Taekwondo as a business?

Discussion in 'Tae-Kwon-Do' started by gorilla2, May 3, 2019.

  1. dvcochran

    dvcochran Senior Master

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    Our instructors go through a certificate program each year before we start our summer programs. It includes a background. All have done this multiple times so it is something of a formality.

    I agree it is something that should be mandated. Plus it reduces our insurance burden a little.
     
  2. gpseymour

    gpseymour MT Moderator Staff Member

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    That's a very different attitude than the US. People tend to trust a well-organized...well, organization...more than a solo person working on something. It leads to even solo businesses using the pronoun "we" to talk about themselves.

    That's changing, though. There's less trust of larger corporations in some areas, more people seem to be looking toward the high-touch handling from small businesses. All of that might help the small dojos over time. At present, many more people want to sign up with a big fitness center, gym, etc., where they can get lost in the crowd.
     
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  3. Tez3

    Tez3 Sr. Grandmaster

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    Many years ago sport was a pastime, for mostly well off people so amateur sport was the norm, as in the Olympics, and considered 'the thing'. Where there was chance for a sportsman ( I'm using sportsman deliberately as rare were women offered a chance to earn at sport) to earn money they were looked down on. For example it was common for the aristocracy to have cricket matches. They either play other teams like themselves 'the gentlemen' or against professionals 'the players'. In rugby it was worse, rugby league players were almost always working class player who were paid, rugby union were amateurs, so much so that you would be thrown out of your union team if you dared be paid for playing any sport, if you went league you were excommunicated!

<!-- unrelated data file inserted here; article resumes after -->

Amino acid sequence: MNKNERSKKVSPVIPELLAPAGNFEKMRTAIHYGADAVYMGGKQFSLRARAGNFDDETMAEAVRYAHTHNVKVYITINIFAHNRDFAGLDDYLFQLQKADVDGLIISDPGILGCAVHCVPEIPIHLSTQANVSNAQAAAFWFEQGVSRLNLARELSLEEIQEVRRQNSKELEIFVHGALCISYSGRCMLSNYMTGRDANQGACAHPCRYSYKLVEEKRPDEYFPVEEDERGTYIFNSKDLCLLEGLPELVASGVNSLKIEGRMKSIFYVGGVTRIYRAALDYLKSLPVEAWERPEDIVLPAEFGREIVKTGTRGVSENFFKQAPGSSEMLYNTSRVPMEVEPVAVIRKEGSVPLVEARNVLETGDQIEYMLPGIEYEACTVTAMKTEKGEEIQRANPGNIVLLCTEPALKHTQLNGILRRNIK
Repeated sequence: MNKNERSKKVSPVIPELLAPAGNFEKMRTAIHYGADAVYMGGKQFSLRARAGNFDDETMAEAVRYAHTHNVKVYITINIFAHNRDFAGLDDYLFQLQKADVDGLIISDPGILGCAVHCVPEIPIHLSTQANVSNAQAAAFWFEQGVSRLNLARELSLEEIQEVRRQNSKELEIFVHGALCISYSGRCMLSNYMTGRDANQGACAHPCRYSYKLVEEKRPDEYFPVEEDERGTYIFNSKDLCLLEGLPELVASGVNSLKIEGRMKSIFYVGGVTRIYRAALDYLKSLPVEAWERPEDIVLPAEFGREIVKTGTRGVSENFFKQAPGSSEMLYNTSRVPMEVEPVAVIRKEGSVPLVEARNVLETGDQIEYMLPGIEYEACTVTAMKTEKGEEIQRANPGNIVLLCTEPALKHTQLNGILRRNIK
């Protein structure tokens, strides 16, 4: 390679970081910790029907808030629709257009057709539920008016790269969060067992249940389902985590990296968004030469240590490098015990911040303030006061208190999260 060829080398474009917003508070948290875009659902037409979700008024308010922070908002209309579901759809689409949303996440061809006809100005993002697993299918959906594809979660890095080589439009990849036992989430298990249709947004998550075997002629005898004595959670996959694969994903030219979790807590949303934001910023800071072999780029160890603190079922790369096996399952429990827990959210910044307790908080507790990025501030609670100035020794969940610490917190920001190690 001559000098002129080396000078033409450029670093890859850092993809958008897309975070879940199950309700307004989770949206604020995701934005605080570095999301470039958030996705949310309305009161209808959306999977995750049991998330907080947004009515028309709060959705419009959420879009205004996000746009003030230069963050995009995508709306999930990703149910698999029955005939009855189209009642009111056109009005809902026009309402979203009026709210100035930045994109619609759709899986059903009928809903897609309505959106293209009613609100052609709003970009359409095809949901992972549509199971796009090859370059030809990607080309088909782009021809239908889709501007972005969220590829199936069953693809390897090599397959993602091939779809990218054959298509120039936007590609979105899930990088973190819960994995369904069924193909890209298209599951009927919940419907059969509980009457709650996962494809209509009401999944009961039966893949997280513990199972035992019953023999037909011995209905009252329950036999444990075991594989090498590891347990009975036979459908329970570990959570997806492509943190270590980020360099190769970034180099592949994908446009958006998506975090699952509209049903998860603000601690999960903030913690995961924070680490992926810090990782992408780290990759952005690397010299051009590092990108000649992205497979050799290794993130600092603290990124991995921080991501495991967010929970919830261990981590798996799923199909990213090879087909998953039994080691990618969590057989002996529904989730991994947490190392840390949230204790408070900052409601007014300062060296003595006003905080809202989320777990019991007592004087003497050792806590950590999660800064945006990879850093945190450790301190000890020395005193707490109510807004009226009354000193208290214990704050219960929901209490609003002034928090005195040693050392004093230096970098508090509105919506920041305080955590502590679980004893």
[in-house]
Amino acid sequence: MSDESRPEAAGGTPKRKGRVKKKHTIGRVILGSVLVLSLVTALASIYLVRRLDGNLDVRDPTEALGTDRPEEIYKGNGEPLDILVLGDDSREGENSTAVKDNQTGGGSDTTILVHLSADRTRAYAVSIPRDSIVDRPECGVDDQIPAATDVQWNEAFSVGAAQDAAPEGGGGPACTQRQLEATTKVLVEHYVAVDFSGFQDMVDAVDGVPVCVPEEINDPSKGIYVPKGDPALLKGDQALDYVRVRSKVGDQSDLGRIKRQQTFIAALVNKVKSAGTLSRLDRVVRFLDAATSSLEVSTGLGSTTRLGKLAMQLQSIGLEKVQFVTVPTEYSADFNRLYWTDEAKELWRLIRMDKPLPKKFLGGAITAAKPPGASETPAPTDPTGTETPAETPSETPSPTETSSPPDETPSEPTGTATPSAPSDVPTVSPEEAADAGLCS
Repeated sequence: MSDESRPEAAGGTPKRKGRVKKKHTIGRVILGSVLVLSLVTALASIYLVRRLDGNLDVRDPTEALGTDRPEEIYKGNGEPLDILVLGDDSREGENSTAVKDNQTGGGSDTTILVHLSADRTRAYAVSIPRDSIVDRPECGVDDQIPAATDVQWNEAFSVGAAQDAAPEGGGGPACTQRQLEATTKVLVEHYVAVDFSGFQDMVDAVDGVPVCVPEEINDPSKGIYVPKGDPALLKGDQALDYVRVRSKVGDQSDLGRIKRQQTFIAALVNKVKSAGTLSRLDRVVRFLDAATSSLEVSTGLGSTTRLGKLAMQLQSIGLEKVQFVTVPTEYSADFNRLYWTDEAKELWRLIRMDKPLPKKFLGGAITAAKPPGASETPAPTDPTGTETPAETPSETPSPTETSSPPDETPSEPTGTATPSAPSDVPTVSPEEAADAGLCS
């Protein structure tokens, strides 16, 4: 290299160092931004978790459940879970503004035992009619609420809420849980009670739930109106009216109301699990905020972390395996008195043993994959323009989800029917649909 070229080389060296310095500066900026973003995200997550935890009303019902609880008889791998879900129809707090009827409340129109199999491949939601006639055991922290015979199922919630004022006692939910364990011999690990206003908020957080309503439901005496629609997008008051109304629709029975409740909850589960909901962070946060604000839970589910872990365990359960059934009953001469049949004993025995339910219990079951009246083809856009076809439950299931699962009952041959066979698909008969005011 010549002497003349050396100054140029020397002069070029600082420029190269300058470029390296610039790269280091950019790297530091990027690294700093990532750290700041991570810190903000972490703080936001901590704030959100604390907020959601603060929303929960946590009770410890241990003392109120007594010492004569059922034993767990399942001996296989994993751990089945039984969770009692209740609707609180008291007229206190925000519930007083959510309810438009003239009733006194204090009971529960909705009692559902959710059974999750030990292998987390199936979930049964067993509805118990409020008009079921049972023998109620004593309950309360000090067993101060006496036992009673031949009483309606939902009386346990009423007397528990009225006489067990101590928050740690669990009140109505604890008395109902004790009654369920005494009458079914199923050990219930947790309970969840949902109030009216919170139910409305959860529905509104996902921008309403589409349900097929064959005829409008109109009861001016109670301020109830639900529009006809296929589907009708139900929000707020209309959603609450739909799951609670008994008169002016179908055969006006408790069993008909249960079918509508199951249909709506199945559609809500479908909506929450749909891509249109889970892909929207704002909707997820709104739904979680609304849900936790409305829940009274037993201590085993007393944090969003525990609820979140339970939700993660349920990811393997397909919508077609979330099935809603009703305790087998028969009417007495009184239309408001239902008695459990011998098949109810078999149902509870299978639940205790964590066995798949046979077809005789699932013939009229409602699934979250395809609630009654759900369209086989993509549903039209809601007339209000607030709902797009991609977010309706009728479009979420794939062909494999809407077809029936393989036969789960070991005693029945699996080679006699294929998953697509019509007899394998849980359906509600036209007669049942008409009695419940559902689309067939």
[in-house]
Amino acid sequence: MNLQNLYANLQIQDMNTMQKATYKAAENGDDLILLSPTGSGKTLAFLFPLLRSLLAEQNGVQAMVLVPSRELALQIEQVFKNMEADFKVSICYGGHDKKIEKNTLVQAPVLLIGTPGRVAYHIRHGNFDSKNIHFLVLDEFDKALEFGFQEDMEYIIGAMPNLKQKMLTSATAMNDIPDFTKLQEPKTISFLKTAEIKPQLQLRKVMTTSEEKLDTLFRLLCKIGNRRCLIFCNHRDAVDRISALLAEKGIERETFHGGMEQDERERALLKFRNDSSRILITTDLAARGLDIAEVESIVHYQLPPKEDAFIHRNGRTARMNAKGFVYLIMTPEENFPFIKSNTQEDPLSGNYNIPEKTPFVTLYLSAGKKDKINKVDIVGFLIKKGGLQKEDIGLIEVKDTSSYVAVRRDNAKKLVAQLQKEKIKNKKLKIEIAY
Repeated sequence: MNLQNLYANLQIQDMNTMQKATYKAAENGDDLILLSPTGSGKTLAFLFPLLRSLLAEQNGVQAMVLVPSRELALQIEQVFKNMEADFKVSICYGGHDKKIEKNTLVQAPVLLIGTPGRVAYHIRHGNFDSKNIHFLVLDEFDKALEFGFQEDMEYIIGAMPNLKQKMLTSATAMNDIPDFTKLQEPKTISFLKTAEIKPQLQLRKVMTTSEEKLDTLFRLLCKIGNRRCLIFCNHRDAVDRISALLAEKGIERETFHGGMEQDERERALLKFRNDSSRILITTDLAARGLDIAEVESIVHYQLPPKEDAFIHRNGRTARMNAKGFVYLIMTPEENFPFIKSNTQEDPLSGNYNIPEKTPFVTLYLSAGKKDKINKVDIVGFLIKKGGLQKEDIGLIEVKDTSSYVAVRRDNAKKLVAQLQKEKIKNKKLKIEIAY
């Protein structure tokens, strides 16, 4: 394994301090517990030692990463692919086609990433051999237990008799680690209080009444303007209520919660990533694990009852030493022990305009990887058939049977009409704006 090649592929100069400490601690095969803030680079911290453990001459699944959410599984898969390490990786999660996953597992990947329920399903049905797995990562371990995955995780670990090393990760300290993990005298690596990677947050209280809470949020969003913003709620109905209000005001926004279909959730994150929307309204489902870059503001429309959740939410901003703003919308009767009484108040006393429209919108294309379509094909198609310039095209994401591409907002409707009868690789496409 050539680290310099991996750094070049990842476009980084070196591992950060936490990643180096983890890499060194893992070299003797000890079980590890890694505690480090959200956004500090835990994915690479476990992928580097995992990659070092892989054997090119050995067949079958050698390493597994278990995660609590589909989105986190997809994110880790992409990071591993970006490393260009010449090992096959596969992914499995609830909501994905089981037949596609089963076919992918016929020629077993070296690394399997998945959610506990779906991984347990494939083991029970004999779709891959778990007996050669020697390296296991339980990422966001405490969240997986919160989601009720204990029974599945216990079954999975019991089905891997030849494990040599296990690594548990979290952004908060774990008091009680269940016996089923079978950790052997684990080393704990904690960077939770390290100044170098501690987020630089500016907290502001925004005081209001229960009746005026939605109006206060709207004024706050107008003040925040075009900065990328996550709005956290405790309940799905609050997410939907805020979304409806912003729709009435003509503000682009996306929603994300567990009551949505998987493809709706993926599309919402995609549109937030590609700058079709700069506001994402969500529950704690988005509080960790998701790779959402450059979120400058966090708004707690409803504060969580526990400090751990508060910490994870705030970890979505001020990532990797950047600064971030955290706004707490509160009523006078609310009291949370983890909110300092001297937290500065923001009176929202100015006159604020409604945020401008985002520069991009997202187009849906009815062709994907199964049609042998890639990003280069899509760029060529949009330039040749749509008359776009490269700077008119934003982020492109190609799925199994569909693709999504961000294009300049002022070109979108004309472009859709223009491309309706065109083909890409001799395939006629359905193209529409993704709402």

This attitude is slow in dying, amateurs nearly always are given more respect and we love the plucky and gallant loser. We also will always support the underdog rather than the big successful team, don't get me wrong, we like winning but the people we love best are not the winner but the tryers. Very martial arts don't you think?
     
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  4. gpseymour

    gpseymour MT Moderator Staff Member

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    I can see that being a natural progression from the long history of aristocracy. America, being a blend of so many cultures (even early on, it was French, Spanish, German, etc.), and perhaps influenced by the hands-on needs of the early immigrants (the pilgrims, etc.), perhaps had a chance to shed some of that class separation...though we by no means shed all of it, nor even the majority of it, I think.
     
  5. Tez3

    Tez3 Sr. Grandmaster

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    Ah but the upper class aren't all aristocrats. Old families here go back to the Norman Conquest ( 1066 CE) and don't necessary have titles, we have people who have titles they received just a couple of years ago and are by no means aristocrats but just people with titles, often working class people. They will always be working class even if they are in the House of Lords. Class here isn't about how much money one has, you can be very poor and still upper class if you come from the right family. For example and this is NOT a political comment, your President, a very rich man, would never be upper class here because his parents weren't nor their parents, his ancestors won't be considered upper class either. Kit Harrington, the actor who plays Jon Snow in GoT is upper class because his family is a very old upper class family, his wife Rose Leslie however is an aristocrat. Charles Dance, despite his accent is working class. Hugh Laurie is upper middle class as is Damian Lewis, Tom Hiddleston and Emma Watson. I would be regarded as middle class however being Jewish I'm not actually included in the British class system!